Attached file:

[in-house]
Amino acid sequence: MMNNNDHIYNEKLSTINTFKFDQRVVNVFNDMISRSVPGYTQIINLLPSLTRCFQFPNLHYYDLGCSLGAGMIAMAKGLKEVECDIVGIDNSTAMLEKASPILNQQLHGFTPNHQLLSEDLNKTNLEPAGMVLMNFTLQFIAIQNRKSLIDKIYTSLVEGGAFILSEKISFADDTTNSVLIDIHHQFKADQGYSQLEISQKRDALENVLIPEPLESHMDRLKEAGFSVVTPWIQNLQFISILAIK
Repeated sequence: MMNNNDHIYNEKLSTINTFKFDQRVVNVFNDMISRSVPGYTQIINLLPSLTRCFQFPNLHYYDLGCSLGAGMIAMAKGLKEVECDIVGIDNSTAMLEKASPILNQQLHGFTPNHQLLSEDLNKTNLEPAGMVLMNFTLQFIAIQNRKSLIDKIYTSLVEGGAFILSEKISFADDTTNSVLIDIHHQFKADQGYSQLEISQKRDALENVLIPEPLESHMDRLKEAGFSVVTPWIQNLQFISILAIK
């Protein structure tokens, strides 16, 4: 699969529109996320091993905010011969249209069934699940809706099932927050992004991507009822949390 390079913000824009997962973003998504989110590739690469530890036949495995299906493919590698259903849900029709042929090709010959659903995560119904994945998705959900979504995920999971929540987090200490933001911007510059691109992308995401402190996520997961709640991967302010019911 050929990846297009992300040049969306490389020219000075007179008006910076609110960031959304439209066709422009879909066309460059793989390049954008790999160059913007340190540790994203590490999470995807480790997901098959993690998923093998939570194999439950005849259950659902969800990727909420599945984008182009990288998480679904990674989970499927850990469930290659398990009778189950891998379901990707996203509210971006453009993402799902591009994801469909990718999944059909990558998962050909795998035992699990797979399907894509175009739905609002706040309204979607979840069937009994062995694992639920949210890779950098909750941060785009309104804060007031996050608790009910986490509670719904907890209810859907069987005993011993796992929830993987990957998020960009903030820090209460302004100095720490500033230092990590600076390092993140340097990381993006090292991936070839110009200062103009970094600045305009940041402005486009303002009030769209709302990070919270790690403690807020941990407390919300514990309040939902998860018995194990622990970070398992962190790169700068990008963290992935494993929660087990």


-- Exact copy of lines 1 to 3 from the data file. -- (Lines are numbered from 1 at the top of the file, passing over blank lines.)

[in-house]
Amino acid sequence: MMNNNDHIYNEKLSTINTFKFDQRVVNVFNDMISRSVPGYTQIINLLPSLTRCFQFPNLHYYDLGCSLGAGMIAMAKGLKEVECDIVGIDNSTAMLEKASPILNQQLHGFTPNHQLLSEDLNKTNLEPAGMVLMNFTLQFIAIQNRKSLIDKIYTSLVEGGAFILSEKISFADDTTNSVLIDIHHQFKADQGYSQLEISQKRDALENVLIPEPLESHMDRLKEAGFSVVTPWIQNLQFISILAIK
Repeated sequence: MMNNNDHIYNEKLSTINTFKFDQRVVNVFNDMISRSVPGYTQIINLLPSLTRCFQFPNLHYYDLGCSLGAGMIAMAKGLKEVECDIVGIDNSTAMLEKASPILNQQLHGFTPNHQLLSEDLNKTNLEPAGMVLMNFTLQFIAIQNRKSLIDKIYTSLVEGGAFILSEKISFADDTTNSVLIDIHHQFKADQGYSQLEISQKRDALENVLIPEPLESHMDRLKEAGFSVVTPWIQNLQFISILAIK